Continued presence of skinny mirrors in clothing stores is inconsistent with body positivity movement

Continued presence of skinny mirrors in clothing stores is inconsistent with body positivity movement

Rhea Acharya

As a teenage girl, I’ve experienced varying levels of comfort in my own skin. But for the most part, through the positive rhetoric circulating beauty standards in today’s world, I’ve grown to love how I look and be happy with who I am.

Recently I was shopping for clothes at Clay Terrace, and I noticed I looked weird in the dressing room mirror after trying on a sweater. Upon closer inspection, I realized the mirror was distorted, making me look much skinnier than I actually am.

These so-called “skinny mirrors” became well-known in 2015 after Belinda Jasmine-Bertzfield proposed a similar idea on Shark Tank. Since then, I’ve heard various stories about how stores use tactics like these mirrors to increase sales, but never having experienced them firsthand, I cast these stories off as rumors.

Seeing these appear in a mall I have visited countless times, I was appalled. Why would a store want to use such underhand tactics to get more sales and leave customers less satisfied with their products than they had initially been?

What is most interesting to me about these mirrors, though, is how absurd they seem when I put them into the context of modern life. In the past decade, Miss Teen USA removed its classic swimsuit contest, Sports Illustrated featured a plus-sized model on its cover, and I’ve noticed more body-type representation in ads in general.  These are some of the many efforts media outlets have made to be more inclusive and celebrate the beauty in all body types. The average weight of models is still 23% less than the average woman, but these efforts are a start for reversing this image.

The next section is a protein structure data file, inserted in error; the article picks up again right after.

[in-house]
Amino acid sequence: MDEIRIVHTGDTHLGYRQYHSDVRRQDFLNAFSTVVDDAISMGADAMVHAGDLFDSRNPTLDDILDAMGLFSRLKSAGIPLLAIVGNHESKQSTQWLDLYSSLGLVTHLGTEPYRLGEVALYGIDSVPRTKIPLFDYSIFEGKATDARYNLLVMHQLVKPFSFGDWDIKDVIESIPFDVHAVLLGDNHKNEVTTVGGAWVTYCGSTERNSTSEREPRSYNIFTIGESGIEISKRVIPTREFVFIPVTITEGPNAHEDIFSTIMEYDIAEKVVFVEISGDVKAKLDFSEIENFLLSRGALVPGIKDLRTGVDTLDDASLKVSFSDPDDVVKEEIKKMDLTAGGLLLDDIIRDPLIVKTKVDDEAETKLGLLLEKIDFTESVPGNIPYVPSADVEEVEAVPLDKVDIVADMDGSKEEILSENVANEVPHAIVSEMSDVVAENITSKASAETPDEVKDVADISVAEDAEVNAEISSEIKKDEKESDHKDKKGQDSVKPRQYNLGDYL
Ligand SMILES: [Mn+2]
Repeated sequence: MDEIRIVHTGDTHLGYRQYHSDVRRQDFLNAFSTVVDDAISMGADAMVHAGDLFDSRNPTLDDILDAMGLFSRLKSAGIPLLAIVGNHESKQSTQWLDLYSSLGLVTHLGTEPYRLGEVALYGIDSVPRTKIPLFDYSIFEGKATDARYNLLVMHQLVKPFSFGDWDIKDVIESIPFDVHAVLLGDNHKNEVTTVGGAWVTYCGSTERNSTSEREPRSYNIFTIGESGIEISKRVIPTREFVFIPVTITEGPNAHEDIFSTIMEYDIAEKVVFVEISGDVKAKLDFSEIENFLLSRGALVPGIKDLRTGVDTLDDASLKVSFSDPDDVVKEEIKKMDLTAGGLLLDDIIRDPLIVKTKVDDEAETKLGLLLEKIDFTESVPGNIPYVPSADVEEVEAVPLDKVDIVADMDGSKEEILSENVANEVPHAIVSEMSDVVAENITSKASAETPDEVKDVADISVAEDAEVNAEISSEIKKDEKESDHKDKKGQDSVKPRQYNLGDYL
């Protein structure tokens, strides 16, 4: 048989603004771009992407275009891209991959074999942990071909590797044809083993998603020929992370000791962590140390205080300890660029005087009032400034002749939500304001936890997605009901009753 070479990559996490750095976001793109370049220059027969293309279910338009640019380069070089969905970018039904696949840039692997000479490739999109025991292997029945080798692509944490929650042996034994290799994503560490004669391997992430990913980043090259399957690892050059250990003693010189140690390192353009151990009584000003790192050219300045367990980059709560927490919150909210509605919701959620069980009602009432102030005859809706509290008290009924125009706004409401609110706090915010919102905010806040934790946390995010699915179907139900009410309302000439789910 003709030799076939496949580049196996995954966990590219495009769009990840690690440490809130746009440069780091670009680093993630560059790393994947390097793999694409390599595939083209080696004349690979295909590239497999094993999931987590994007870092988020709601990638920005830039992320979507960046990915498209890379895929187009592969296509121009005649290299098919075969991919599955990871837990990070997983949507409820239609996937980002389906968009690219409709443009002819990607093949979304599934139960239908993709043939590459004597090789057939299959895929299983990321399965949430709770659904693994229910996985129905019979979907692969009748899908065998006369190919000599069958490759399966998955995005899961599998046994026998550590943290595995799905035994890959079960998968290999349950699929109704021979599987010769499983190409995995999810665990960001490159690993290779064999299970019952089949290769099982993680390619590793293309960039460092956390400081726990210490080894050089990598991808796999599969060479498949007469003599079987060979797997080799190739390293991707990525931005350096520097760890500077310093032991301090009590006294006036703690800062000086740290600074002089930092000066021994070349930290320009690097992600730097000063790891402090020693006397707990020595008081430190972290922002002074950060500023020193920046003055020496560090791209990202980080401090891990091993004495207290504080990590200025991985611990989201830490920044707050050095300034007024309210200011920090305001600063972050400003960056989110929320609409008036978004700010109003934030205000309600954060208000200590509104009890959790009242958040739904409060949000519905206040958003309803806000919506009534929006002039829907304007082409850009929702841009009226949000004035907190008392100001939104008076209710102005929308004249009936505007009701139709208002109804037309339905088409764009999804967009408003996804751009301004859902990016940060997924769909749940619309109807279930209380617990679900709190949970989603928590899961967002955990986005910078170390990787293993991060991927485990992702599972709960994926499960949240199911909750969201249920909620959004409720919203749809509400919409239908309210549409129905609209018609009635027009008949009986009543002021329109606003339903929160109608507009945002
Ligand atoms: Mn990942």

But after experiencing these mirrors, I am not sure what to believe. Skinny mirrors go against this body-positive ideology; at their root, they assume people will buy more when clothes make them look skinny, reinforcing the idea that you should like yourself better when you are skinnier than how you are now.

I hope in the future, stores will refrain from using skinny mirrors as a sales tactic. Although The Skinny Mirror company does claim using these mirrors can boost sales by up to 18%, using these mirrors could attract negative publicity, which could hurt a store in the long run by dissuading new customers from shopping there. Plus, with a growing modern culture that strives to celebrate all body types, customers might question the company’s values and become less loyal to the company because of the correlation these mirrors imply between being skinny and looking good.

More importantly, I hope students are aware of these mirrors and are wary of the message they send. To me, this surprising experience was an important lesson that, when buying clothes in store, I should focus on how comfortable they are and how good they make me feel instead of focusing too much on how they make my body look. And I hope you remember these same ideas the next time you go shopping because reflections don’t always accurately portray what’s on the other side of the mirror.

The views in this column do not necessarily reflect the views of the HiLite staff. Reach Rhea Acharya at [email protected]

Click here to view an Acumen issue that has a theme of mirrors.

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